Switch to mixing with your (clean) hands until you can form the dough into a sticky ball.

Dust your hands and countertop with flour. Place the dough on the counter and knead until it is smooth and elastic. This can take up to 10 minutes.

Grease a clean bowl with the olive oil. Place the dough in the bowl and turn to coat with oil. Cover the bowl with plastic wrap. Let the dough rise at room temperature for 1 to 2 hours or until doubled in size.*

Punch the dough down. Knead it again for just a few minutes to remove air bubbles. Now your dough is ready to shape.

Braid Away Bread

If you are making two loaves from a full batch of dough, cut the dough in half. Then divide each half into three equal pieces.

Roll each piece into a log 12 to 16 inches long.

Lay the logs side by side on an oiled baking sheet or a sheet lined with parchment paper.

Braid the logs from the center to one end. Then braid from the center to the other end. (See note.)

Pinch the three logs together at each end, and tuck the ends under. Cover with plastic wrap and let rise for 30 minutes.

Preheat the oven to 375 degrees. Brush the dough with egg wash. Sprinkle with sniped fresh herbs if you’d like.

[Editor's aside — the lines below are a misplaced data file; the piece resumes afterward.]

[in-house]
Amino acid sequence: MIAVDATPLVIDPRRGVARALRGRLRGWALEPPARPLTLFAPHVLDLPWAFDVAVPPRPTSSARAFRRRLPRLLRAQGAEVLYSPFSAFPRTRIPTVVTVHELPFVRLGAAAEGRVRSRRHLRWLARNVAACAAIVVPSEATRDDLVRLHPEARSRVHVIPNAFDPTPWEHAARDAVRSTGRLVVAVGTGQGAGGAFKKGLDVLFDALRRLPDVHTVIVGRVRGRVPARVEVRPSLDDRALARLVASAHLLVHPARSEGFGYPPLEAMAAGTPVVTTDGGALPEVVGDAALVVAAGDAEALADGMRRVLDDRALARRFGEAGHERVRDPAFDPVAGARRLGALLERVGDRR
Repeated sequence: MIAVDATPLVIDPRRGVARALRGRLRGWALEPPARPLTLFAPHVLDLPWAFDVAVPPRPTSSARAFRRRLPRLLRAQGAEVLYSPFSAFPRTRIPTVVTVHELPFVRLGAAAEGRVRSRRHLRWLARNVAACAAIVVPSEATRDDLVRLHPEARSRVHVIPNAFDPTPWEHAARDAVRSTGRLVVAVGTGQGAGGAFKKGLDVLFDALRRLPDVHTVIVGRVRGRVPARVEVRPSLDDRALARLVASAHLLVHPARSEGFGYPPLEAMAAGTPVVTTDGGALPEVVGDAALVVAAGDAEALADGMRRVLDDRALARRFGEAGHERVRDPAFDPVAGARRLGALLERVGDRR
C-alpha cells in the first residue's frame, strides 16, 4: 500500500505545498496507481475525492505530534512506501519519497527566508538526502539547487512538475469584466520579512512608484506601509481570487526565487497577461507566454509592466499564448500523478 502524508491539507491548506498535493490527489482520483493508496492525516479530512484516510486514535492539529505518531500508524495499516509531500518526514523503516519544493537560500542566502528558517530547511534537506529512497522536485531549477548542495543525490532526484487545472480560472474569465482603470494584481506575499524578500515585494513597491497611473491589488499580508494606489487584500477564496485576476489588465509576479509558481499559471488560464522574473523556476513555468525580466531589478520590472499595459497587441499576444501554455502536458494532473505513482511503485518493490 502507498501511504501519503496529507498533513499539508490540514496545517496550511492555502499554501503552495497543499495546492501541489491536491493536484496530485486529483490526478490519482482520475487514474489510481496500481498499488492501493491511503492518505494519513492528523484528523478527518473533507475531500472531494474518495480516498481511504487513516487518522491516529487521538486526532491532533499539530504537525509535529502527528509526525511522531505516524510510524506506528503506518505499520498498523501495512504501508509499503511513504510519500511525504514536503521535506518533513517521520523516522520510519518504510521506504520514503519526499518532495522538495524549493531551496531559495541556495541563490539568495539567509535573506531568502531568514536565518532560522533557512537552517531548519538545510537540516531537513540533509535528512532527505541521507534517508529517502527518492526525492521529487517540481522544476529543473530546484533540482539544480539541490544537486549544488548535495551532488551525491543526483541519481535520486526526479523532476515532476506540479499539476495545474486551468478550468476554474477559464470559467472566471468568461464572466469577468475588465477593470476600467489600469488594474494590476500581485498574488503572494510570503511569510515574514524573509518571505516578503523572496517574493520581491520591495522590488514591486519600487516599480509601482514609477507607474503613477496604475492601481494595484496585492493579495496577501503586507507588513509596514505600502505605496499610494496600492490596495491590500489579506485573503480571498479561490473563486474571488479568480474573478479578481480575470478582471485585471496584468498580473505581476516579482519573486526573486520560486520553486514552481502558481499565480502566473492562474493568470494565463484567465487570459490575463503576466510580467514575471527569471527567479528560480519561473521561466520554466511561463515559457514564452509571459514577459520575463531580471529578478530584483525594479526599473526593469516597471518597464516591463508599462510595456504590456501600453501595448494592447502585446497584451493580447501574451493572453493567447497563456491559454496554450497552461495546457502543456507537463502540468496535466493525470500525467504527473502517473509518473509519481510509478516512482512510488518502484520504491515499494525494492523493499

Bake for 25 minutes or until lightly browned.

“Baking Class” by Deanna F. Cook

*NOTES: We let the dough rise in the oven, using my rising trick. We boiled some water in my 2-cup glass measuring cup, carefully placed it in the cold oven then turned on the oven light. (I do not cover with plastic wrap when I let dough rise this way.) We placed the dough bowl in the oven, in a warm, moist atmosphere that is perfect for getting dough to rise. (Make sure to remove unbaked loaves before preheating the oven.) We didn’t have much luck braiding the dough from the middle, as suggested in the book. Instead, Sora placed the three ropes of dough side by side and used her fingers to press together one end. Then she braided the ropes, just as she would braid a ponytail, pinching the second end when she finished. She braided the second loaf tighter than the first, making more braids.